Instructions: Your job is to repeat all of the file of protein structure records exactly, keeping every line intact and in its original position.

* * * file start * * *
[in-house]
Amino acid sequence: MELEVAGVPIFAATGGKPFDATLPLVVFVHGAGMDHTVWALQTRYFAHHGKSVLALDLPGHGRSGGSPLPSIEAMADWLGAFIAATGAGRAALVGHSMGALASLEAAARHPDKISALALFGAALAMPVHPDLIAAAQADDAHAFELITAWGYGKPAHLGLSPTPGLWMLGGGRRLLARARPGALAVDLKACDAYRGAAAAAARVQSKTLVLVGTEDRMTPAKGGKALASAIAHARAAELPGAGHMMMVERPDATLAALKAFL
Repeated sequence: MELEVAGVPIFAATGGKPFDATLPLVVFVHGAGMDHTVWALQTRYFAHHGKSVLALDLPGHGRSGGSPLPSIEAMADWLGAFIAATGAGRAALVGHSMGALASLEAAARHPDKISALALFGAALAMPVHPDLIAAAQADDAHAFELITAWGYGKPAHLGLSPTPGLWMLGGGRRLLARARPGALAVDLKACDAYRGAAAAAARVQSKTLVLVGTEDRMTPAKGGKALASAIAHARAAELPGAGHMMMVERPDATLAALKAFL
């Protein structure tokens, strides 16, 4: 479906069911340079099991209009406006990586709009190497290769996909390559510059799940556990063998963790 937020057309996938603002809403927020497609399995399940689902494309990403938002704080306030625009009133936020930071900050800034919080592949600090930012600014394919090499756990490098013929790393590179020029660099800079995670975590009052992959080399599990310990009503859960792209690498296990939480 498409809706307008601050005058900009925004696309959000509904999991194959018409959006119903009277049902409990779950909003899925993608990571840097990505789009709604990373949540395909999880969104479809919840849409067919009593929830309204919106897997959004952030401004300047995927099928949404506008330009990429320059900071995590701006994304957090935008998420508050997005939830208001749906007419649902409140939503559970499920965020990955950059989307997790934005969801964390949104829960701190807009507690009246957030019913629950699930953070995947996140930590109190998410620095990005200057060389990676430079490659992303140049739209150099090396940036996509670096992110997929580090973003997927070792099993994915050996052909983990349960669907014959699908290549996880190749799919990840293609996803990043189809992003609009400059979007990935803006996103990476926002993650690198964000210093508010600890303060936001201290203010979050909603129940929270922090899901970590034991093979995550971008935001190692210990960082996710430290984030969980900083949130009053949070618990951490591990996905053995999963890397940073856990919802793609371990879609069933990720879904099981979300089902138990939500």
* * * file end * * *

[in-house]
Amino acid sequence: MELEVAGVPIFAATGGKPFDATLPLVVFVHGAGMDHTVWALQTRYFAHHGKSVLALDLPGHGRSGGSPLPSIEAMADWLGAFIAATGAGRAALVGHSMGALASLEAAARHPDKISALALFGAALAMPVHPDLIAAAQADDAHAFELITAWGYGKPAHLGLSPTPGLWMLGGGRRLLARARPGALAVDLKACDAYRGAAAAAARVQSKTLVLVGTEDRMTPAKGGKALASAIAHARAAELPGAGHMMMVERPDATLAALKAFL
Repeated sequence: MELEVAGVPIFAATGGKPFDATLPLVVFVHGAGMDHTVWALQTRYFAHHGKSVLALDLPGHGRSGGSPLPSIEAMADWLGAFIAATGAGRAALVGHSMGALASLEAAARHPDKISALALFGAALAMPVHPDLIAAAQADDAHAFELITAWGYGKPAHLGLSPTPGLWMLGGGRRLLARARPGALAVDLKACDAYRGAAAAAARVQSKTLVLVGTEDRMTPAKGGKALASAIAHARAAELPGAGHMMMVERPDATLAALKAFL
């Protein structure tokens, strides 16, 4: 479906069911340079099991209009406006990586709009190497290769996909390559510059799940556990063998963790 937020057309996938603002809403927020497609399995399940689902494309990403938002704080306030625009009133936020930071900050800034919080592949600090930012600014394919090499756990490098013929790393590179020029660099800079995670975590009052992959080399599990310990009503859960792209690498296990939480 498409809706307008601050005058900009925004696309959000509904999991194959018409959006119903009277049902409990779950909003899925993608990571840097990505789009709604990373949540395909999880969104479809919840849409067919009593929830309204919106897997959004952030401004300047995927099928949404506008330009990429320059900071995590701006994304957090935008998420508050997005939830208001749906007419649902409140939503559970499920965020990955950059989307997790934005969801964390949104829960701190807009507690009246957030019913629950699930953070995947996140930590109190998410620095990005200057060389990676430079490659992303140049739209150099090396940036996509670096992110997929580090973003997927070792099993994915050996052909983990349960669907014959699908290549996880190749799919990840293609996803990043189809992003609009400059979007990935803006996103990476926002993650690198964000210093508010600890303060936001201290203010979050909603129940929270922090899901970590034991093979995550971008935001190692210990960082996710430290984030969980900083949130009053949070618990951490591990996905053995999963890397940073856990919802793609371990879609069933990720879904099981979300089902138990939500």